• Insufficient communication and coordination among the donors. • Lack of institutional capacity within the relevant sector ministry (or ministries) and weak sector leadership. • The complexity of the sector. • Lack of human resources in public institutions. • Deficiencies in management and reporting and monitoring and evaluation systems. • Unclear institutional mandates and difficulties in asserting authority over institutions related to other sectors. • Organisational structure within sector ministries does not match strategy and functions. • Weak links between ministries. • Absence of a coherent multi-year and sectoral expenditure programme. • Absence of a coherent annual work plan. • Vested interests of stakeholders in the sector. • Presence of corruption. • Growing tension between the incipient use of local systems and corruption.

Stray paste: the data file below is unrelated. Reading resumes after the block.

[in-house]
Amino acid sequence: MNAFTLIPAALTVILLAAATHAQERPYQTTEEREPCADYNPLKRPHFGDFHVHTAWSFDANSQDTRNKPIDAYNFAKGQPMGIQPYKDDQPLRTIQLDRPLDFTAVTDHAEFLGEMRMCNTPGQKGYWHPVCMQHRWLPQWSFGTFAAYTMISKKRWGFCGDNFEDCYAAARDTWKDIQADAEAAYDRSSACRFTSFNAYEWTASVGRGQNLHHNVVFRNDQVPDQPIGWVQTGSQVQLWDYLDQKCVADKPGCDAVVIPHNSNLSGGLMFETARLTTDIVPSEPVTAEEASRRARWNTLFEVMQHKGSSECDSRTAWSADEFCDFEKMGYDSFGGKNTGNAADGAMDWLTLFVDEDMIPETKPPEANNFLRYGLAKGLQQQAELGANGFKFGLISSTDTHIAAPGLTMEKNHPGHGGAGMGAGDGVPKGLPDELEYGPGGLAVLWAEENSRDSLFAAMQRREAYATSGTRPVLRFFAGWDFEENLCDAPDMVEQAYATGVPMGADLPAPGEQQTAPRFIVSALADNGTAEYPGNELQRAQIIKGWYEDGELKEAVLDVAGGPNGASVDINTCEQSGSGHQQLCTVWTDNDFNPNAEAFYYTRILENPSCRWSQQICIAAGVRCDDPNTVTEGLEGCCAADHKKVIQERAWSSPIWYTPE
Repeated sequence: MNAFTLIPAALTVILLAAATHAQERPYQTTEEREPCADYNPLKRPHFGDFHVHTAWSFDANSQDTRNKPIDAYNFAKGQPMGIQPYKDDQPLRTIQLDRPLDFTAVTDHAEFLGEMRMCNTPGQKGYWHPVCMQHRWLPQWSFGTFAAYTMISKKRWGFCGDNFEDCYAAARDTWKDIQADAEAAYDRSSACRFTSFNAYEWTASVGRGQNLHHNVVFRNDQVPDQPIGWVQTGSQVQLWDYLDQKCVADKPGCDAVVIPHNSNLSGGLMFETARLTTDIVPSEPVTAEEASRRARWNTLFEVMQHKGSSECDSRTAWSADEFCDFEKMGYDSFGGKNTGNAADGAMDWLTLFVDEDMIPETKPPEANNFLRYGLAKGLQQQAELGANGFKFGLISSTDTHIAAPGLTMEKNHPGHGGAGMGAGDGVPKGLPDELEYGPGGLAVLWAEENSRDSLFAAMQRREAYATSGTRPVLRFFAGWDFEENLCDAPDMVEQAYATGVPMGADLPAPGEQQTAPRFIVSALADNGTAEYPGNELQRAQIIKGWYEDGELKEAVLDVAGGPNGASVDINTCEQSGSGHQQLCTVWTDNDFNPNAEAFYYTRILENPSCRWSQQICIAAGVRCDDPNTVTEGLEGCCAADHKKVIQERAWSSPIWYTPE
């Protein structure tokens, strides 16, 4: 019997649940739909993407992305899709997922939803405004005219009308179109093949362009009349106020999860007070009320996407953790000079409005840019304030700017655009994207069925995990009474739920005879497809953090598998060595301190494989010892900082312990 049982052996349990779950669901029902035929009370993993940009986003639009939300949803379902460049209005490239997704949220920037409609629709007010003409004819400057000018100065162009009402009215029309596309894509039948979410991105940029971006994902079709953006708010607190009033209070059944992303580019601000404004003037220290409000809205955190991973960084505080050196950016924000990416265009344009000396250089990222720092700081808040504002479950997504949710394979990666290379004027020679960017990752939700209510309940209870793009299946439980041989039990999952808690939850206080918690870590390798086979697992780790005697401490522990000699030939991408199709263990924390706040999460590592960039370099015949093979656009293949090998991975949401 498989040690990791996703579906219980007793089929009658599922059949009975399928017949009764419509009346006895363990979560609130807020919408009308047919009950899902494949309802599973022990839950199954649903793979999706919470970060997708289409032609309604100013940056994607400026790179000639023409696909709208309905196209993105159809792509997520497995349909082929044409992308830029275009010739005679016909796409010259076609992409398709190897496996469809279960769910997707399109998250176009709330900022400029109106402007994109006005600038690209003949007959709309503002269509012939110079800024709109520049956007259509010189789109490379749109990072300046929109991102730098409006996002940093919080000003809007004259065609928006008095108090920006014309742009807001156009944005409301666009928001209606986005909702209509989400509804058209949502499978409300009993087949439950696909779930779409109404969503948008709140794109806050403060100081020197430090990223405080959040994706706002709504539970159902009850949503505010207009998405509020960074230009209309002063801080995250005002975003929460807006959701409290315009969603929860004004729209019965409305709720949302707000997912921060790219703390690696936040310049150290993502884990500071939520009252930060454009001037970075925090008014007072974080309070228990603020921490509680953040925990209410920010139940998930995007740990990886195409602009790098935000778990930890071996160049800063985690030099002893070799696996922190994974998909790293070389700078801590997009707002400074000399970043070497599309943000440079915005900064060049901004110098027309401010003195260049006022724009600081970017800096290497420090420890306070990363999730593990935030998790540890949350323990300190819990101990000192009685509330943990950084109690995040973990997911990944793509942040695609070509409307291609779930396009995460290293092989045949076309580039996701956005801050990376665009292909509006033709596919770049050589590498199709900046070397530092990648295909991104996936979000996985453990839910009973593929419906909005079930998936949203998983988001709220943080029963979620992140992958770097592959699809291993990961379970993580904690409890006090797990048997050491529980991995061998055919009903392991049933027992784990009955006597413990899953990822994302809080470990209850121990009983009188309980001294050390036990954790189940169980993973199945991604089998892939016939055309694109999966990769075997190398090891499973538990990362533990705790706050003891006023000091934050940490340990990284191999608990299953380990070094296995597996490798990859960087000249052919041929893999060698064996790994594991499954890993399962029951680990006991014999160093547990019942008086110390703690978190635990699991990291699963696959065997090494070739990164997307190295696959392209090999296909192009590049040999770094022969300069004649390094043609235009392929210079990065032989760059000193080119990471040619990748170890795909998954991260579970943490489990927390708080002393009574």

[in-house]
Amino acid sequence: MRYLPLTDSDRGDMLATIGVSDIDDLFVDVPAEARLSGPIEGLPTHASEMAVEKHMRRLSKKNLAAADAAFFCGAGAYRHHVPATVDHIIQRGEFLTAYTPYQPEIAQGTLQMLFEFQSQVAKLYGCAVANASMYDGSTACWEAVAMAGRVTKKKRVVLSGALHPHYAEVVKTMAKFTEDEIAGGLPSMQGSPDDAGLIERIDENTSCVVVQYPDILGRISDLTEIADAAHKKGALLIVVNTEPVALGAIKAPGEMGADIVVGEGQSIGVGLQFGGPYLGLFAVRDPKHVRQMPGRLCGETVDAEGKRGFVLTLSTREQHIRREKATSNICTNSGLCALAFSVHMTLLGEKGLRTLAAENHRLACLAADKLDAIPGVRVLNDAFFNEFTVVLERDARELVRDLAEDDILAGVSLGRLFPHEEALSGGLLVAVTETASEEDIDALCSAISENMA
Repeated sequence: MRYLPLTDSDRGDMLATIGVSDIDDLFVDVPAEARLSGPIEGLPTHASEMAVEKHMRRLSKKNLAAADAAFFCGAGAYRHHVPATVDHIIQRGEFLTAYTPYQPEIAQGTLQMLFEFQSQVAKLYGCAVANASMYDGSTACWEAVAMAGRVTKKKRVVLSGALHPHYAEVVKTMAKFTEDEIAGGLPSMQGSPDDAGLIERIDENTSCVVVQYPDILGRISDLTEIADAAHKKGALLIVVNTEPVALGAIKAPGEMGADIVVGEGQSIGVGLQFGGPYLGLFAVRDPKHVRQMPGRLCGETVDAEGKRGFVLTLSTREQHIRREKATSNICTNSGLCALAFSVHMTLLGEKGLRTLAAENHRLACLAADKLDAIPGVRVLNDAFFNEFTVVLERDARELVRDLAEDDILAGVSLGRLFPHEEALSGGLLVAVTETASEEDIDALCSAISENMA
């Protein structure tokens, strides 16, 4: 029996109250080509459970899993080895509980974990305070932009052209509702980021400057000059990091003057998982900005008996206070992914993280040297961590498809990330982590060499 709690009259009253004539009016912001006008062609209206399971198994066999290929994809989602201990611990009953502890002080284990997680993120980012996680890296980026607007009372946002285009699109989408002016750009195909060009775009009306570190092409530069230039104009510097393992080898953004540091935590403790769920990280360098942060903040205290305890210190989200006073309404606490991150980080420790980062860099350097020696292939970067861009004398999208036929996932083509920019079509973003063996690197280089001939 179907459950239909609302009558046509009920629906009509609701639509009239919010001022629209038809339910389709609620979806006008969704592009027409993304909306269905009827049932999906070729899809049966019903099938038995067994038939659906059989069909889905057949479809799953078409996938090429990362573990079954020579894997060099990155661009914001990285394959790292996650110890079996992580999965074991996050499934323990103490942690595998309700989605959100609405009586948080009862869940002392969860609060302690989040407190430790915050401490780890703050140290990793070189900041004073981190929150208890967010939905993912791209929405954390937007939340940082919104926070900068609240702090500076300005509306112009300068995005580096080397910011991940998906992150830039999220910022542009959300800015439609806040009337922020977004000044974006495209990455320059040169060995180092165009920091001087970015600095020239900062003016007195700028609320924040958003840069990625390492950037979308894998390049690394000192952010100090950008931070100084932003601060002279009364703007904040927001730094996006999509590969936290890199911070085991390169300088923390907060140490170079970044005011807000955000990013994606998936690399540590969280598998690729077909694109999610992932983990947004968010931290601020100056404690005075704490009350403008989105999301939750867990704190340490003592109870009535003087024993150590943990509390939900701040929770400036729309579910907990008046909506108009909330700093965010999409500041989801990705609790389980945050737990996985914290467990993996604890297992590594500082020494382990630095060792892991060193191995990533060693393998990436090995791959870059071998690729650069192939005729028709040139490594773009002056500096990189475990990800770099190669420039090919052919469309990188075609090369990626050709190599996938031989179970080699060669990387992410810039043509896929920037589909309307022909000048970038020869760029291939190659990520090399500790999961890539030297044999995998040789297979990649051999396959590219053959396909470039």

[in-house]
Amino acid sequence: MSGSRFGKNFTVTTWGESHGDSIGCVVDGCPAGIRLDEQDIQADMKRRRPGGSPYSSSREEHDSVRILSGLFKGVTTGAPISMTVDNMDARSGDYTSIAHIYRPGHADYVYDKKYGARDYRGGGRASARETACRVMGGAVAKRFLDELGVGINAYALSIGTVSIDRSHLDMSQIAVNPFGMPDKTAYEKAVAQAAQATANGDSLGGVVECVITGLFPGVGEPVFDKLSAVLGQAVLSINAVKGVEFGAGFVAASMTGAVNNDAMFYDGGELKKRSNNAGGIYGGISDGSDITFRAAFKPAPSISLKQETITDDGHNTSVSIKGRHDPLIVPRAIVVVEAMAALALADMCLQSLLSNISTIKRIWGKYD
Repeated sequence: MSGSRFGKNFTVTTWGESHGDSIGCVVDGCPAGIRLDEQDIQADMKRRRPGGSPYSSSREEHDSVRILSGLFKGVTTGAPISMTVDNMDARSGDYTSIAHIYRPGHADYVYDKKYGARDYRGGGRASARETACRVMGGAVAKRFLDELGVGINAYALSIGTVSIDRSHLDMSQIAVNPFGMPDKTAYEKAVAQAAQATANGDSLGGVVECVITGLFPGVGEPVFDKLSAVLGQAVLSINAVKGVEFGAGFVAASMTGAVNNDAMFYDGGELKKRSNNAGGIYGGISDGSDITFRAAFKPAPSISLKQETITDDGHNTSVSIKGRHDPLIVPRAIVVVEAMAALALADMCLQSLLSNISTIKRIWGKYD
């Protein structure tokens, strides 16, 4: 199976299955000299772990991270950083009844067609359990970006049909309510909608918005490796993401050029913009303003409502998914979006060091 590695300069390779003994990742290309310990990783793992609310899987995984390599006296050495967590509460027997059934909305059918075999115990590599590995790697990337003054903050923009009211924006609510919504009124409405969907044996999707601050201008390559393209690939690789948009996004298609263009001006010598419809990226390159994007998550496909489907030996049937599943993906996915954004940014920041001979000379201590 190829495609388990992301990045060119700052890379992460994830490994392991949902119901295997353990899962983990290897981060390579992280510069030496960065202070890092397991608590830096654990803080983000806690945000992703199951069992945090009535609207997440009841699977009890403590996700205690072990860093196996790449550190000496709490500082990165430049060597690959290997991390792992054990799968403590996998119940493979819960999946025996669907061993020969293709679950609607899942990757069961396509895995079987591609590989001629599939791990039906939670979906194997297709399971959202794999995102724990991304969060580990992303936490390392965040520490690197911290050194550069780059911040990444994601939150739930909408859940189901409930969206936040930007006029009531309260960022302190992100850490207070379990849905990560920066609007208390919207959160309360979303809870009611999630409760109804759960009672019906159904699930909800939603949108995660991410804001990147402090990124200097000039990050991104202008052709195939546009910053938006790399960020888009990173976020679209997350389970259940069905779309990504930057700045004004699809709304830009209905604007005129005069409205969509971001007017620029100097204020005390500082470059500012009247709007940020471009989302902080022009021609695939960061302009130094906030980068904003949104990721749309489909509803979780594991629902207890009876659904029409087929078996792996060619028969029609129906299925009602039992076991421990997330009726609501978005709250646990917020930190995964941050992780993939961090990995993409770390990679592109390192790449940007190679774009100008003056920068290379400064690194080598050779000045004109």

*Klaus Talvela, 2006: Facilitating the process of developing an enhanced program-based approach for support to the land agenda in Cambodia, Mission Report 1, GDPRD

1. General lessons learned for harmonisation and alignment processes Although local realities differ, the Platform has found that the challenges to ownership, harmonisation, and alignment processes in A&RD are quite similar in most countries. These are as follows (not necessarily in order of importance):

Lessons learned so far

“Most of the mentioned challenges can be regarded as reasons for advancing with a PBA, not merely as obstacles to it. In fact, the problem analysis is quite similar to other sectors in which successful sector programmes have been prepared” (Klaus Talvela, 2006*).